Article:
Britain grew a little less grey on this day in 1949 as the nation's first self-service launderette opened in Bayswater, London.
With its rows of steel tubs, soap dispensers and lack of staff, Central Wash could well have been mistaken for a crashed spacecraft when it open its doors to the public.
It was to be expected - the concept was positively alien. Airing one's dirty laundry in public - either figuratively or literally - was once a distinctly un-British thing to do.
Thus the grand opening garnered little attention, with a local paper at some pains to point out the whole affair was largely experimental.
It read: "Britain’s first self-service, coin-operated launderette opened, for a six-month trial, at 184 Queensway in Bayswater. All that housewives have to do is bring the washing, put it in the machine and come back 30 minutes later (charge 2s 6d for 9lbs)."
But the implications of that second sentence sent gentle shockwaves through post-war Britain. This was not to be a trial. There was soon at least one launderette on every British high street.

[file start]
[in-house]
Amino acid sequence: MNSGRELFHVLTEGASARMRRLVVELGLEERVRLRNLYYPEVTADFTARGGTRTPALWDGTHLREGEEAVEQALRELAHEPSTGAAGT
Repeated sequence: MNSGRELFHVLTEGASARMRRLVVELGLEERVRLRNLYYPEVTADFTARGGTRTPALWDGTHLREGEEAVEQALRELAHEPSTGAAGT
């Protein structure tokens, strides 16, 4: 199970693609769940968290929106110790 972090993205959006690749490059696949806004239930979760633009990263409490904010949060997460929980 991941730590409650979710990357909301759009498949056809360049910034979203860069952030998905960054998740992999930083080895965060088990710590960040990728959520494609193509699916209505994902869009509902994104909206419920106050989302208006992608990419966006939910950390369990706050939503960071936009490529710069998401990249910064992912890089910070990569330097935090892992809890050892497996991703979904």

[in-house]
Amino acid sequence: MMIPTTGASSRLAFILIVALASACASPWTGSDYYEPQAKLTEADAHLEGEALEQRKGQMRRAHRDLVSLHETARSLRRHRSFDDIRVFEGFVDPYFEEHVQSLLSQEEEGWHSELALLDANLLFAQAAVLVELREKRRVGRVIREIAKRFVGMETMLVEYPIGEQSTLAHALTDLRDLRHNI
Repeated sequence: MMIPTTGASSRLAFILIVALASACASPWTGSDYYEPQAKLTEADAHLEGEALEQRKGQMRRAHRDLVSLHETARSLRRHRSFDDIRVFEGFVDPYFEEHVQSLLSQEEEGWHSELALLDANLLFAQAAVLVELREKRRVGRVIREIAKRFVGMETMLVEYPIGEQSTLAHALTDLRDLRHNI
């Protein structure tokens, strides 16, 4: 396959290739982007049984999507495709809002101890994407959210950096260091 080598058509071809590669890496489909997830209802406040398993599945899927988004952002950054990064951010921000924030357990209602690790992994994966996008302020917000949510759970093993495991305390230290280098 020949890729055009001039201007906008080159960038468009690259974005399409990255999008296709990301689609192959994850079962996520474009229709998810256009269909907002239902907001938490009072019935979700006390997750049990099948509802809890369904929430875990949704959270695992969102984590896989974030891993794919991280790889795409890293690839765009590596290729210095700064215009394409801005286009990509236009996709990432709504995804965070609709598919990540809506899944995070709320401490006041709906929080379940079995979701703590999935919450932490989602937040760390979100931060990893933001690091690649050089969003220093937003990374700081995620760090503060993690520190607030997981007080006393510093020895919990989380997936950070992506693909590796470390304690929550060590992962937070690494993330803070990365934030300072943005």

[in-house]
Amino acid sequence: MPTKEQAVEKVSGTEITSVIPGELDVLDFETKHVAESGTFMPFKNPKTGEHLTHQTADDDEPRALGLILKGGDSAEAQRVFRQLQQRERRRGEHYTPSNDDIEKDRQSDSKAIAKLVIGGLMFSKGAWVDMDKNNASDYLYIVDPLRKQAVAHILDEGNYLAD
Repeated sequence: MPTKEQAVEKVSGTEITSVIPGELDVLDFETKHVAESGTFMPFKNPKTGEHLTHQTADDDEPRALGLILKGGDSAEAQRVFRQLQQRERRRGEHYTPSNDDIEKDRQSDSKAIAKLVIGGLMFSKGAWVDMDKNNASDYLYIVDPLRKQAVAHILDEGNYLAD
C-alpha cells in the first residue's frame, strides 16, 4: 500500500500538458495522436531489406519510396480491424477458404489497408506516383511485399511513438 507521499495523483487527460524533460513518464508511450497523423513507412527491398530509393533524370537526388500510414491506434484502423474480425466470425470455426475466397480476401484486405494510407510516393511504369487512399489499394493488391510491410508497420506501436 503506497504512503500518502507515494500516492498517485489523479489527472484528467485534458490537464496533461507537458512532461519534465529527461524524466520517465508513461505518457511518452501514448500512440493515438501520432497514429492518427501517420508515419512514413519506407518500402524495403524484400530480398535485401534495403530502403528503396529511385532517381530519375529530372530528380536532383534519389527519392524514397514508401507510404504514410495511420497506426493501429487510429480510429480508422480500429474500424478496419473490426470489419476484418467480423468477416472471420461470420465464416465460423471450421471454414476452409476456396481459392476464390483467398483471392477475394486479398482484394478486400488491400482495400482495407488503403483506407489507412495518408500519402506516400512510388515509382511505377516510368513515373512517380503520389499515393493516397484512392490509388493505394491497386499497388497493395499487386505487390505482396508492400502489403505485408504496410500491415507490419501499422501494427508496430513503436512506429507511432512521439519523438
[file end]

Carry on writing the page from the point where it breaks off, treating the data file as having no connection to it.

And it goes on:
To call the advent of the humble launderette a red-letter day in the history of female emancipation would be to apply slightly too much spin. But the arrival of mechanised washing did sear through the proverbial chains that once held homemakers to their sinks.
Here was the promise of an easier life. Sales of washboards and wringers collapsed. Demand for elbow grease plummeted.
Indeed, the launderette soon became a victim of its own immense success. Technology was advancing and competing manufacturers were soon battling to shunt a domestic washer across the threshold of every British home.
Yet Central Wash has survived the turbulent cycle. Its drums continue to roll, dolling out clean clothes and freedom from drudgery to anyone willing to part with a fistful of coins.